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The Intellectual Freedom Round Table (IFRT) provides a forum for the discussion of activities, programs, and problems in intellectual freedom of libraries and librarians.

The IFRT Members Community group is the central hub for discussion, library and events. It is visible to all ALA members but only IFRT members can participate in the conversation.

Solidarity with Salman Rushdie

  • 1.  Solidarity with Salman Rushdie

  • 2.  RE: Solidarity with Salman Rushdie

    Posted Aug 19, 2022 11:43 AM
    I saw that the White House put out a statement of condemnation regarding this attack: https://www.whitehouse.gov/briefing-room/statements-releases/2022/08/13/statement-by-president-joe-biden-on-the-attack-on-salman-rushdie/

    As did the Nat'l Security Advisor: https://www.whitehouse.gov/briefing-room/statements-releases/2022/08/12/statement-by-national-security-advisor-jake-sullivan-on-the-attack-against-writer-salman-rushdie/

    Neither statement mentions the long-standing fatwa against Rushdie, but the Biden statement makes clear mention of the intellectual freedom implications of the whole affair.

    Stronger statements came from leaders and literary figures elsewhere,: https://www.msn.com/en-in/news/world/barbaric-disgraceful-politicians-intellectuals-condemn-attack-on-salman-rushdie/ar-AA10C8DD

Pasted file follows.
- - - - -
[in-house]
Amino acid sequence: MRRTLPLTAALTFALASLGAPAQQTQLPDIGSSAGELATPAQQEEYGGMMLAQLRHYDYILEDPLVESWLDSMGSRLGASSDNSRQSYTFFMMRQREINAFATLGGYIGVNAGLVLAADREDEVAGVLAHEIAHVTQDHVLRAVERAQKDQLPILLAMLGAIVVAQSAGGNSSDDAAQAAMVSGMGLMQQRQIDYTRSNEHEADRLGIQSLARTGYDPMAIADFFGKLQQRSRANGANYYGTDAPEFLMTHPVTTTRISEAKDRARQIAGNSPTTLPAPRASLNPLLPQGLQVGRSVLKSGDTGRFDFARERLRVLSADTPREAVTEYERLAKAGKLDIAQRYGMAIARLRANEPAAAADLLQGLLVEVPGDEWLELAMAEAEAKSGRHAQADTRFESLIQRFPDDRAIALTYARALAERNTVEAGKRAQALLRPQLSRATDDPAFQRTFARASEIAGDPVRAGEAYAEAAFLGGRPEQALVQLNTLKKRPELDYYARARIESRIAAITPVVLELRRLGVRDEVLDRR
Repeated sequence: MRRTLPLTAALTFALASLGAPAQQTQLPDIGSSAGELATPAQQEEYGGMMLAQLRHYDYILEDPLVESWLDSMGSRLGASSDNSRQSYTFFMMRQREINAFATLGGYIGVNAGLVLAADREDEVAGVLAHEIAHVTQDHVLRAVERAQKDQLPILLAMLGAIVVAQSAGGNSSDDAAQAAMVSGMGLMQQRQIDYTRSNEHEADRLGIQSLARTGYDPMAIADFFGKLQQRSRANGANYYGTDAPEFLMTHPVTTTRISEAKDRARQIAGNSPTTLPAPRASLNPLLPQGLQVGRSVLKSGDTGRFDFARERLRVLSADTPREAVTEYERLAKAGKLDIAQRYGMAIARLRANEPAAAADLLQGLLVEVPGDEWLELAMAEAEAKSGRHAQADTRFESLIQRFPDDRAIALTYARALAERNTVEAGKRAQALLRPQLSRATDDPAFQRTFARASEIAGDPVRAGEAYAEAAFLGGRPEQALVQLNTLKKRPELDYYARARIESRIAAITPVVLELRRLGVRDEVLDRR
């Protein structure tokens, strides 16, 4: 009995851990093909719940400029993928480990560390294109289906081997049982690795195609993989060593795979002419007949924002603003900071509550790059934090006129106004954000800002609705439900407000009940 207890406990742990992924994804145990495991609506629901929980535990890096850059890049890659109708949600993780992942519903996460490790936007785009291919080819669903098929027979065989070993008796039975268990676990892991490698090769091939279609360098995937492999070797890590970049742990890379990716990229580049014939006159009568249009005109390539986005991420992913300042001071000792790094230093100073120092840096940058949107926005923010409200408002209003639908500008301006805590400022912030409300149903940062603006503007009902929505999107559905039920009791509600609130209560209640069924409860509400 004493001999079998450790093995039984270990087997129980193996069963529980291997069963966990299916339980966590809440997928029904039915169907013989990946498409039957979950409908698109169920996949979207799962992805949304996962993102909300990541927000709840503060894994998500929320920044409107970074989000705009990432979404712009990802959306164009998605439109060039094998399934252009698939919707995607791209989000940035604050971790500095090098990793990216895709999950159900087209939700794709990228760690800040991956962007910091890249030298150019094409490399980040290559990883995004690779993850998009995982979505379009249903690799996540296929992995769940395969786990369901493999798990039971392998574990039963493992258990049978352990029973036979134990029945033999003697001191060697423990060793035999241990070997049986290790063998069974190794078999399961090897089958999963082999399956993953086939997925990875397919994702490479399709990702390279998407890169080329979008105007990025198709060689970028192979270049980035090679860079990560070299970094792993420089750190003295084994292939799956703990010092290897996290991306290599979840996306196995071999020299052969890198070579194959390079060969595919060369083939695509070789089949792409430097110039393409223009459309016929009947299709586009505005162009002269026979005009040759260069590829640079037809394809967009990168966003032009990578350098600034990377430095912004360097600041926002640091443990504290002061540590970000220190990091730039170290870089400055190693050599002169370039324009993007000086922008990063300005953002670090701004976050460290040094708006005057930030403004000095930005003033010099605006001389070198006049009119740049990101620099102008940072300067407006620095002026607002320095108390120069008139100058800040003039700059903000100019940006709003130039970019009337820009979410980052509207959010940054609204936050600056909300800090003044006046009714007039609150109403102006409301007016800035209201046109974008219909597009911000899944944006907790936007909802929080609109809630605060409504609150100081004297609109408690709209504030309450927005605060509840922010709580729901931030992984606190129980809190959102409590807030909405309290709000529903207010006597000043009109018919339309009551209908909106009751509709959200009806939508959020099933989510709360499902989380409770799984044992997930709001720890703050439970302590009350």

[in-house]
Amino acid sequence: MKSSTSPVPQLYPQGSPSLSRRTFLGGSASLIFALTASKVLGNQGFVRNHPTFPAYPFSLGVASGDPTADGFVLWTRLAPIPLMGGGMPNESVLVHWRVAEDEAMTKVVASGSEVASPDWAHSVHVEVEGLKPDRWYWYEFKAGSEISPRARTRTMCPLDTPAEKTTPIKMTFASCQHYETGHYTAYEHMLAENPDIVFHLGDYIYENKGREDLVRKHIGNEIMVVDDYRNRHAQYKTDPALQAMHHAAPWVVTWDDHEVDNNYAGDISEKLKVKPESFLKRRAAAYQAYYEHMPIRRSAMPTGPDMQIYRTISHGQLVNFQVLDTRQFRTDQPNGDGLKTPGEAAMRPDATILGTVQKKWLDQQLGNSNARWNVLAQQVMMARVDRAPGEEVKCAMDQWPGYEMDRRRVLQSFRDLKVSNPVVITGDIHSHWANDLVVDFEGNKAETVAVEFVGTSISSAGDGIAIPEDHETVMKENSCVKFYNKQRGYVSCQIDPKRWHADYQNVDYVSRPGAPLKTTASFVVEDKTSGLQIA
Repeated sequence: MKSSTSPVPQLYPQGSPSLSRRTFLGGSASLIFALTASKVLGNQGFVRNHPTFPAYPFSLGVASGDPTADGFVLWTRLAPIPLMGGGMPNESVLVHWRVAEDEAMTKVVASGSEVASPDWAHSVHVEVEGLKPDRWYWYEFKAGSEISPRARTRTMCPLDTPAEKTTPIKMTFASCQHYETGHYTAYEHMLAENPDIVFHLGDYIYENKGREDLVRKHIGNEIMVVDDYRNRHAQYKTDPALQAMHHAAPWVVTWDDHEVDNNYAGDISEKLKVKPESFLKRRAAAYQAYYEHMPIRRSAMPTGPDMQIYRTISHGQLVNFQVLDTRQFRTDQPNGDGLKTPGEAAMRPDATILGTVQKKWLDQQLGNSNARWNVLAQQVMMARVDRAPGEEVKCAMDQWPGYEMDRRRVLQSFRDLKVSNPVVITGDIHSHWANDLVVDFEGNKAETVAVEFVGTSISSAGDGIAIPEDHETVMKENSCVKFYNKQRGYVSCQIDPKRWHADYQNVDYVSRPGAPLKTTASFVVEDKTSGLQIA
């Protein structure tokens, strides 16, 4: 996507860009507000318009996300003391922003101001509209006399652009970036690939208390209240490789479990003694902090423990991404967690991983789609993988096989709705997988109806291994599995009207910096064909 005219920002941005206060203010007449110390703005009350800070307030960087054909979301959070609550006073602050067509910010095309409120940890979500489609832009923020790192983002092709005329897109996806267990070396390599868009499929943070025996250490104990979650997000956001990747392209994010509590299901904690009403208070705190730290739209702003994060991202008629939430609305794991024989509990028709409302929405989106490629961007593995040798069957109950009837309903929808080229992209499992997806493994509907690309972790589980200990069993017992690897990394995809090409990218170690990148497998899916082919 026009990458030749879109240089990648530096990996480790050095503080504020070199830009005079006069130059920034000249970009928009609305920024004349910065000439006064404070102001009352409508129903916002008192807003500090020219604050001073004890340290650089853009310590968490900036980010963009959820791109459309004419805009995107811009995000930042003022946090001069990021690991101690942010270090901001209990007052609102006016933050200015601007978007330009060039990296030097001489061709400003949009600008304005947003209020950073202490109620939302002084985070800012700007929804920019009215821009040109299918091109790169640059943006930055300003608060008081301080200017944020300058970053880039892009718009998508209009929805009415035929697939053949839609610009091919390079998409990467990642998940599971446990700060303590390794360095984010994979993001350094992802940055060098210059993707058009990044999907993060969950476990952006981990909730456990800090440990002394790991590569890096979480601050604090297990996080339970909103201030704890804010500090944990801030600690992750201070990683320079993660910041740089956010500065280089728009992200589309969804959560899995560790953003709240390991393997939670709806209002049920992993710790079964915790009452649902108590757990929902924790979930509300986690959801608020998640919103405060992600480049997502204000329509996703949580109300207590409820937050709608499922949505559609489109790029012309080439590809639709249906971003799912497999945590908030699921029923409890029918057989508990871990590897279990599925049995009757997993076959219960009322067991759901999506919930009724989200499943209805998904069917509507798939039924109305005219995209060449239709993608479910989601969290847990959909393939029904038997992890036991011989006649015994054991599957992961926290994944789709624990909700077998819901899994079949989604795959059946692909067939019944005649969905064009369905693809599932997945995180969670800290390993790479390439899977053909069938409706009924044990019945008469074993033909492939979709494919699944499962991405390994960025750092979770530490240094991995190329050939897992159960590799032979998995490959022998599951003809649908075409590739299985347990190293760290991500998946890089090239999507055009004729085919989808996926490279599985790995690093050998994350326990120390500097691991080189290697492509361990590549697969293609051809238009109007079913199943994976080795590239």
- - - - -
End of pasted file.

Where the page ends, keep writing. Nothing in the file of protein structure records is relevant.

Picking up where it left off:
Might the ALA  or IFRT be considering something similar? Or did I miss it? Pardon me if I didn't see it.

    --Darryl Eschete, Iowa

    Darryl Eschete
    West Des Moines Public Library

  • 3.  RE: Solidarity with Salman Rushdie

    Posted Aug 19, 2022 10:58 PM
    Hi all,

    I haven't seen a statement. The attacker has said in a interview from jail that he has read 2 Pages of Satanic Verses, "doesn't like" Rushdie because Rushdie doesn't respect Islam, and is surprised (read disappointed) Rushdie survived. Some statement is warranted. If we're going to condemn conservative efforts to censor materials in libraries, as well we should, aren't we somewhat obligated to do the same for a far more egregious effort to silence speech . . . In this case, permanently?

    Unfortunately, commenting in this instance could lead to attacks on ALA employees. The contingency is unlikely but not impossible. Any comment should probably come from IFRT as a whole without mentioning individual employee names.

  • 4.  RE: Solidarity with Salman Rushdie

    Posted Aug 21, 2022 09:18 AM